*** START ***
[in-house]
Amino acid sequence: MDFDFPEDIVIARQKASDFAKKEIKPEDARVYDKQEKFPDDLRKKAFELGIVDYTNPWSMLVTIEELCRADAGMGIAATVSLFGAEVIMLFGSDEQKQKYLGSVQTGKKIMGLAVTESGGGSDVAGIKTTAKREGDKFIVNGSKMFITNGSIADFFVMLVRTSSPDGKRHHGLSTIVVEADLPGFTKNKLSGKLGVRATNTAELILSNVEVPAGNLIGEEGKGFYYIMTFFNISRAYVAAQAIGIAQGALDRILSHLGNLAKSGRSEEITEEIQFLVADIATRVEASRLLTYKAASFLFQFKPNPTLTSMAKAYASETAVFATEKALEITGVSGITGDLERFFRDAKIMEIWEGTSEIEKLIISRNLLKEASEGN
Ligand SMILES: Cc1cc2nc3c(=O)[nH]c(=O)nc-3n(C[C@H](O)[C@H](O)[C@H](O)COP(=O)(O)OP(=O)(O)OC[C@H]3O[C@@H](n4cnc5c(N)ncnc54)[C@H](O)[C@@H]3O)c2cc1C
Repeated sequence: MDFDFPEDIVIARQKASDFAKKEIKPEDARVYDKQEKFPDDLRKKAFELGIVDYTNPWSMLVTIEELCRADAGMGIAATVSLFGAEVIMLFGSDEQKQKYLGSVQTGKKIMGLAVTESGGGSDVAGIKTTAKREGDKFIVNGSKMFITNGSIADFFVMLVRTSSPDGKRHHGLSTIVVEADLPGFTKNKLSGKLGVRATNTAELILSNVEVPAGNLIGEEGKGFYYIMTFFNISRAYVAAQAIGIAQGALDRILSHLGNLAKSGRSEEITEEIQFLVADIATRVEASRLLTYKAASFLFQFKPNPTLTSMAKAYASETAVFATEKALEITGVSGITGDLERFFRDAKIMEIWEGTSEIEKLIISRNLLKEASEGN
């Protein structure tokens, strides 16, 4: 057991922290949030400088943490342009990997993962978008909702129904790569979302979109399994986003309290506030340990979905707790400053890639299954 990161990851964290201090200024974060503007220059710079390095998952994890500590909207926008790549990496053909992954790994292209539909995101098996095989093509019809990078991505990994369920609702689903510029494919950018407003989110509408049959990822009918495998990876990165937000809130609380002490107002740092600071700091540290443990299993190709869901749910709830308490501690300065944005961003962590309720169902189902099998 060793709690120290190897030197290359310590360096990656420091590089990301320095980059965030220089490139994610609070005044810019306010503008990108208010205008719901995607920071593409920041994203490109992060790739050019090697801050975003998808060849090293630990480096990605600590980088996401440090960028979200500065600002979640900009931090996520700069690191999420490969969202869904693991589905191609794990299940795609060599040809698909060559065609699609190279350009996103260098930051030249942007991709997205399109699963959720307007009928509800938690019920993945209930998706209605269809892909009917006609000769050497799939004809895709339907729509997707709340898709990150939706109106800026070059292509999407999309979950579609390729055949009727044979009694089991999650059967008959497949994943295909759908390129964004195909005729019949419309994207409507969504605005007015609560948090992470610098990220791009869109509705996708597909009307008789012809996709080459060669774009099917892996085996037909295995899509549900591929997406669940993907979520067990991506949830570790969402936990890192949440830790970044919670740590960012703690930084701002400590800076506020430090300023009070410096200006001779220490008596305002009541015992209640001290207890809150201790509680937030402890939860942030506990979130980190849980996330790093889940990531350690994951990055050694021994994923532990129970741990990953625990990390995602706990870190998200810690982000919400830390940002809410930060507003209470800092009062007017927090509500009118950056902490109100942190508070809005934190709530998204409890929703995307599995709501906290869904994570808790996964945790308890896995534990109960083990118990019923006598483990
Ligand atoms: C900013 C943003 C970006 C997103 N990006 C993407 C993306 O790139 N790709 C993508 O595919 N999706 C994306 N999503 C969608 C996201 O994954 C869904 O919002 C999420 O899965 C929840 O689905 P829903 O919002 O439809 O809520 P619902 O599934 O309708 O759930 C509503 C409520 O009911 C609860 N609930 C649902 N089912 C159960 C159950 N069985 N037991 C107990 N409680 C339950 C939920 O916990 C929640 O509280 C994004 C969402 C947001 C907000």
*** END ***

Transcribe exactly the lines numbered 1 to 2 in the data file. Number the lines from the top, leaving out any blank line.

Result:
[in-house]
Amino acid sequence: MDFDFPEDIVIARQKASDFAKKEIKPEDARVYDKQEKFPDDLRKKAFELGIVDYTNPWSMLVTIEELCRADAGMGIAATVSLFGAEVIMLFGSDEQKQKYLGSVQTGKKIMGLAVTESGGGSDVAGIKTTAKREGDKFIVNGSKMFITNGSIADFFVMLVRTSSPDGKRHHGLSTIVVEADLPGFTKNKLSGKLGVRATNTAELILSNVEVPAGNLIGEEGKGFYYIMTFFNISRAYVAAQAIGIAQGALDRILSHLGNLAKSGRSEEITEEIQFLVADIATRVEASRLLTYKAASFLFQFKPNPTLTSMAKAYASETAVFATEKALEITGVSGITGDLERFFRDAKIMEIWEGTSEIEKLIISRNLLKEASEGN